ABSTRACT: A total of 231 serum samples were collected from sheep (n=9), goats (n=99) and cattle (n=123) in northeastern KwaZulu-Natal, South Africa. Trypanosome infection was detected using Trypanosoma brucei brucei crude antigen (TbbCA) and T. congolense crude antigen (TcoCA) ELISA assays. Recombinant antigen (T. evansi GM6 which consisted of 4 repeat domains, TeGM6-4r) ELISA and immunochromatographic test (ICT) were also used. Crude antigen ELISA, TeGM6-4r-ELISA and ICT detected 27.3%, 29% and 19.9% of trypanosome seropositive samples, respectively. Trypanosome infection prevalence in cattle and goats was 35.8-46.3% and 0-9.1%, respectively. Out of 9 sheep serum samples, 2-4 sera (22.2-44.4%) were positive. The detection performance of crude and recombinant antigen ELISAs was relatively similar (K=0.6-0.7); both are recommended for reference diagnosis and large scale epidemiological surveys. There is potential application for ICT in on-site diagnosis, but its sensitivity should be improved.
    The Journal of veterinary medical science / the Japanese Society of Veterinary Science. 10/2014;
  • [Show abstract] [Hide abstract]
    ABSTRACT: Bovine babesiosis is a livestock disease known to cause economic losses in endemic areas. The apicomplexan parasite Babesia bovis is able to invade and destroy the host's erythrocytes leading to the serious pathologies of the disease, such as anemia and hemoglobinuria. Understanding the egress mechanisms of this parasite is therefore a key step to develop new therapeutic strategies. In this study, the possible involvement of Ca(2+) in the egress of B. bovis merozoites from infected erythrocytes was investigated. Egress was artificially induced in vitro using calcium ionophore A23187 and thapsigargin to increase Ca(2+) concentration in the cytosol of the parasite cells. The increased intracellular Ca(2+) concentration following these treatments was confirmed using live cell Ca(2+) imaging with confocal laser scanning microscopy. Based on our findings, we suggest a Ca(2+) signalling pathway in the egress of B. bovis merozoites.
    The Journal of veterinary medical science / the Japanese Society of Veterinary Science. 10/2014;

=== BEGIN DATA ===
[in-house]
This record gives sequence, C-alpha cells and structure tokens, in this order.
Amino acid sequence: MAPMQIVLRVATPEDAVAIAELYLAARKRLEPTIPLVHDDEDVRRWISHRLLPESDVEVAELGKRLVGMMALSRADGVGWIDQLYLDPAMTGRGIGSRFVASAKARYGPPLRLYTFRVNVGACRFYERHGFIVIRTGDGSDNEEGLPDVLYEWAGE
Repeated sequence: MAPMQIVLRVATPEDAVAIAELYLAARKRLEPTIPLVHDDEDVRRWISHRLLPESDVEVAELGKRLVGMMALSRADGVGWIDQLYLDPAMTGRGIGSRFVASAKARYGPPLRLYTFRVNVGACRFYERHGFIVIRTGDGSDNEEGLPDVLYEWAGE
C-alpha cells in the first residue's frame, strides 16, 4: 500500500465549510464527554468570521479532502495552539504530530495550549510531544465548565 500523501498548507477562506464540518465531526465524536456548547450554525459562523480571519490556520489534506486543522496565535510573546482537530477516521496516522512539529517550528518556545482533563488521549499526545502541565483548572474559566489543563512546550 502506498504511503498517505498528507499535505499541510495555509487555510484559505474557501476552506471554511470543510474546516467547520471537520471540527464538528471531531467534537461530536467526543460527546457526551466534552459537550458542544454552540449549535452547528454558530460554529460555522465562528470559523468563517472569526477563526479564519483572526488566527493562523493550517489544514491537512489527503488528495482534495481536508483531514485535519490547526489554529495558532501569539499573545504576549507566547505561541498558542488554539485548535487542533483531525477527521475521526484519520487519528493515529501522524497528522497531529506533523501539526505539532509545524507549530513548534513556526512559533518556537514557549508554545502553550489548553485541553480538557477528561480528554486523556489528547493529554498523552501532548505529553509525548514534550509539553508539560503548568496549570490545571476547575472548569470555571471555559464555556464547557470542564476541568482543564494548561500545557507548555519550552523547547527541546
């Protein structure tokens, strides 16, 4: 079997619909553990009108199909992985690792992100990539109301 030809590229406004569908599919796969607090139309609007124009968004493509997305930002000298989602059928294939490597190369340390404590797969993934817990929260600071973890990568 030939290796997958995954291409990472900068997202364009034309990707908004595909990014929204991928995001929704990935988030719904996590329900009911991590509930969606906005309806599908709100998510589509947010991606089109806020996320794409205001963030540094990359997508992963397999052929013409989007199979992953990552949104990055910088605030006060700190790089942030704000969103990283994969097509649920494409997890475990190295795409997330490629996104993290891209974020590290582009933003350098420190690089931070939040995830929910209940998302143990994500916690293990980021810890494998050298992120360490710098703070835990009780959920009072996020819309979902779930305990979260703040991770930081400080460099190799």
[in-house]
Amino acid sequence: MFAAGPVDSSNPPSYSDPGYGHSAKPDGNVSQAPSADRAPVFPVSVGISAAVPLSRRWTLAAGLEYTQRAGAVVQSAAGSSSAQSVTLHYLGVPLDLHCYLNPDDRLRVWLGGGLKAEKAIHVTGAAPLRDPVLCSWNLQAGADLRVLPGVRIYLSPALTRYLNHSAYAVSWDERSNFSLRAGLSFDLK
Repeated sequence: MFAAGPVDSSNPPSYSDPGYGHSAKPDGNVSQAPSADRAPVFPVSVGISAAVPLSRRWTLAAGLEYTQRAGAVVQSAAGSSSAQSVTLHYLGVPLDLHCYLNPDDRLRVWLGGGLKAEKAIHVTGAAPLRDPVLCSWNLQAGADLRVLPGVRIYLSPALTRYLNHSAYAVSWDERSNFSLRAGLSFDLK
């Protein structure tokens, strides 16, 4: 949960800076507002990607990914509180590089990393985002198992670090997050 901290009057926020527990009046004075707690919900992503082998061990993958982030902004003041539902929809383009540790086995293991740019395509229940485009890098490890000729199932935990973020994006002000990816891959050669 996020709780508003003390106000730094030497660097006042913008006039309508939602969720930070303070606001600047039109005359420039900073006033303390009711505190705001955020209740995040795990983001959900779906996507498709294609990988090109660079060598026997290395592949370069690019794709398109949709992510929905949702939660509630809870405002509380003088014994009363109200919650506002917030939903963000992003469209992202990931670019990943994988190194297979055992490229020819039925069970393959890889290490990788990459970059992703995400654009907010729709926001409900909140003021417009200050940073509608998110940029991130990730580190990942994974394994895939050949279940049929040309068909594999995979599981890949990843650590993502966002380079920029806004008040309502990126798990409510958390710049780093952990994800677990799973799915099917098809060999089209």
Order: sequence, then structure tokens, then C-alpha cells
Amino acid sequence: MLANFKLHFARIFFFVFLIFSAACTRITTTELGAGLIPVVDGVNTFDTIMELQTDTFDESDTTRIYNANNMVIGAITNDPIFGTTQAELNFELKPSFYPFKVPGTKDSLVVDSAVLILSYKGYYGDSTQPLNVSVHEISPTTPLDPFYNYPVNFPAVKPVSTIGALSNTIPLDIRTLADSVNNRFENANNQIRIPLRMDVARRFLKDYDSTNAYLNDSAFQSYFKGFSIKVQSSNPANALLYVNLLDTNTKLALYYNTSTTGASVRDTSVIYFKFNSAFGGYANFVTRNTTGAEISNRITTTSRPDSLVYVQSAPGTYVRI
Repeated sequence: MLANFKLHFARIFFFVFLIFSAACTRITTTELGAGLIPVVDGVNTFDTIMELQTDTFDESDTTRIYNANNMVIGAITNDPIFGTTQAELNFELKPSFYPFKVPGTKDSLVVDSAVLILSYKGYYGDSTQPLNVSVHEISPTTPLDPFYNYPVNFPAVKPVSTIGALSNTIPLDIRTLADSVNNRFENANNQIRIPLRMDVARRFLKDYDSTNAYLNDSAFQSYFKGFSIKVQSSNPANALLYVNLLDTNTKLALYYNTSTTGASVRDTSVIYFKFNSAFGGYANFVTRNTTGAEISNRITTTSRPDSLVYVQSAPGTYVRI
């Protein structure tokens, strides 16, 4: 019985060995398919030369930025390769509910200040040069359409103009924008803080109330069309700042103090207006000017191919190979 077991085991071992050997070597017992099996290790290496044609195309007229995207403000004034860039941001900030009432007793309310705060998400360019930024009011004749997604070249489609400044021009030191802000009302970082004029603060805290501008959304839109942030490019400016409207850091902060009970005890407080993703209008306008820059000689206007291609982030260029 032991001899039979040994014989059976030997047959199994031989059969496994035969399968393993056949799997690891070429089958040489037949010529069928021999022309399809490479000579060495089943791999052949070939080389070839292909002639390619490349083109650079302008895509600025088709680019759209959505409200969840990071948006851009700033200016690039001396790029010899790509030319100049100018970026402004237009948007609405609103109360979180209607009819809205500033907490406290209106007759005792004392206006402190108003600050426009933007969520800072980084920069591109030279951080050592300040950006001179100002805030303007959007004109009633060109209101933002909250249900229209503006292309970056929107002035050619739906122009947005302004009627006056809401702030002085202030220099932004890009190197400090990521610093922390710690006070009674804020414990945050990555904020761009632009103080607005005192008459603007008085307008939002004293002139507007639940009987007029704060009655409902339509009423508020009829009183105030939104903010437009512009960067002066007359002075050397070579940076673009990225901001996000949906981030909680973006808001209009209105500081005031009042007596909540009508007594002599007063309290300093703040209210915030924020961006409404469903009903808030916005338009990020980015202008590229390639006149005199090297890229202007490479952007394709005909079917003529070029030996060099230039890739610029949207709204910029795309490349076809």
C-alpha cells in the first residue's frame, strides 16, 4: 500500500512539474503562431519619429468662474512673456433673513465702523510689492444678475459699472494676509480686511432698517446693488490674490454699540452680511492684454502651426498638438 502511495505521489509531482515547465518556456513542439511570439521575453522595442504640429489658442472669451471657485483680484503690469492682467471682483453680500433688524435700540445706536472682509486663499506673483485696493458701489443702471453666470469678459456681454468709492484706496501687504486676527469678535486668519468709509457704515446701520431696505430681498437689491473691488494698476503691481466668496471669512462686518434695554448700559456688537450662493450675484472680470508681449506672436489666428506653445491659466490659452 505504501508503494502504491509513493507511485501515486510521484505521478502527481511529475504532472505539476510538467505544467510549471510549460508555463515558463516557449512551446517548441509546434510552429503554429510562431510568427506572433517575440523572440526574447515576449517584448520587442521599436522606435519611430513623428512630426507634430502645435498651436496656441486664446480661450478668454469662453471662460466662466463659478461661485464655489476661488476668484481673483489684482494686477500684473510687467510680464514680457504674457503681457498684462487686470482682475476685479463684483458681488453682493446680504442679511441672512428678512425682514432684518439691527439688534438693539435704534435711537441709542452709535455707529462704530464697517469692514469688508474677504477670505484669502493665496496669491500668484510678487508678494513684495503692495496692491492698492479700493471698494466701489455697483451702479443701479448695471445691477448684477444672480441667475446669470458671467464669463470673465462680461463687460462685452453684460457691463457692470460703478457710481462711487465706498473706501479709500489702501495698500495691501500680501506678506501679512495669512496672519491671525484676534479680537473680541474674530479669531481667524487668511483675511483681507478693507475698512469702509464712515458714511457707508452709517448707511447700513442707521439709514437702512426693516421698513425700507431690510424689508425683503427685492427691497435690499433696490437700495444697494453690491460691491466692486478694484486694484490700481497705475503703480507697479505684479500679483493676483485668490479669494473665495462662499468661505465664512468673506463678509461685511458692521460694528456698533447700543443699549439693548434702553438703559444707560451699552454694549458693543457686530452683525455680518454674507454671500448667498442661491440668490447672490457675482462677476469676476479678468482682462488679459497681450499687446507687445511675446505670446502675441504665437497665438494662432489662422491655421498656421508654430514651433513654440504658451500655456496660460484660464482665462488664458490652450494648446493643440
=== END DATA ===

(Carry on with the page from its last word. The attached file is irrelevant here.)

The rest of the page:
• [Show abstract] [Hide abstract]
    ABSTRACT: Phenotypic observation of thioredoxin peroxidase-1 (TPx-1) gene-disrupted Plasmodium berghei (TPx-1 KO) in the liver-stage was performed with an in vitro infection system in order to investigate defective liver-stage development in a mouse infection model. Indirect immunofluorescence microscopy assay with anti-circumsporozoite protein antibody revealed that in the liver schizont stage, TPx-1 KO parasite cells were significantly smaller than cells of the wild-type parent strain (WT). Indirect immunofluorescence microscopy assay with anti-merozoite surface protein 1 antibody, which was used to evaluate late schizont-stage development, indicated that TPx-1 KO schizont development was similar to WT strain development towards the merozoite-forming stage (mature schizont). However, fewer merozoites were produced in the mature TPx-1 KO schizont than in the mature WT schizont. Taken together, the results suggest that TPx-1 may be involved in merozoite formation during liver schizont development.
    Parasitology international. 10/2014;
  • [Show abstract] [Hide abstract]
    ABSTRACT: Malaria parasites are under oxidative attack throughout their life cycle in human body and mosquito vector. Therefore, Plasmodium antioxidant defenses are crucial for its survival and being considered as interesting target for antimalarial drug design. Plasmodium knowlesi has emerged recently from its simian host to human in Southeast Asia and has been recognized as the fifth Plasmodium species that can cause human malaria. In this study, we cloned and characterized thioredoxin peroxidase 1 from P. knowlesi (PkTPx-1). PkTPx-1 gene was cloned, and recombinant protein was produced by heterologous overexpression in Escherichia coli. The recombinant protein was used for evaluation of enzymatic activity and polyclonal antibody production. Using the recombinant PkTPx-1 protein, its antioxidant activity was confirmed in a mixed-function oxidation assay where PkTPx-1 prevented nicking of DNA by hydroxyl radicals. PkTPx-1 was able to bind to double-strand DNA and RNA and had RNA chaperone activity in a nucleic acid melting assay indicating new function of PkTPx-1 other than antioxidant activity. Using specific polyclonal antibodies, it was indicated that PkTPx-1 is expressed in the cytoplasm of the parasite. Altogether, these results suggest that PkTPx-1 not only protects the parasite from the adverse effects of reactive oxygen species but also has RNA chaperone activity.
    Parasitology research. 08/2014;
  • [Show abstract] [Hide abstract]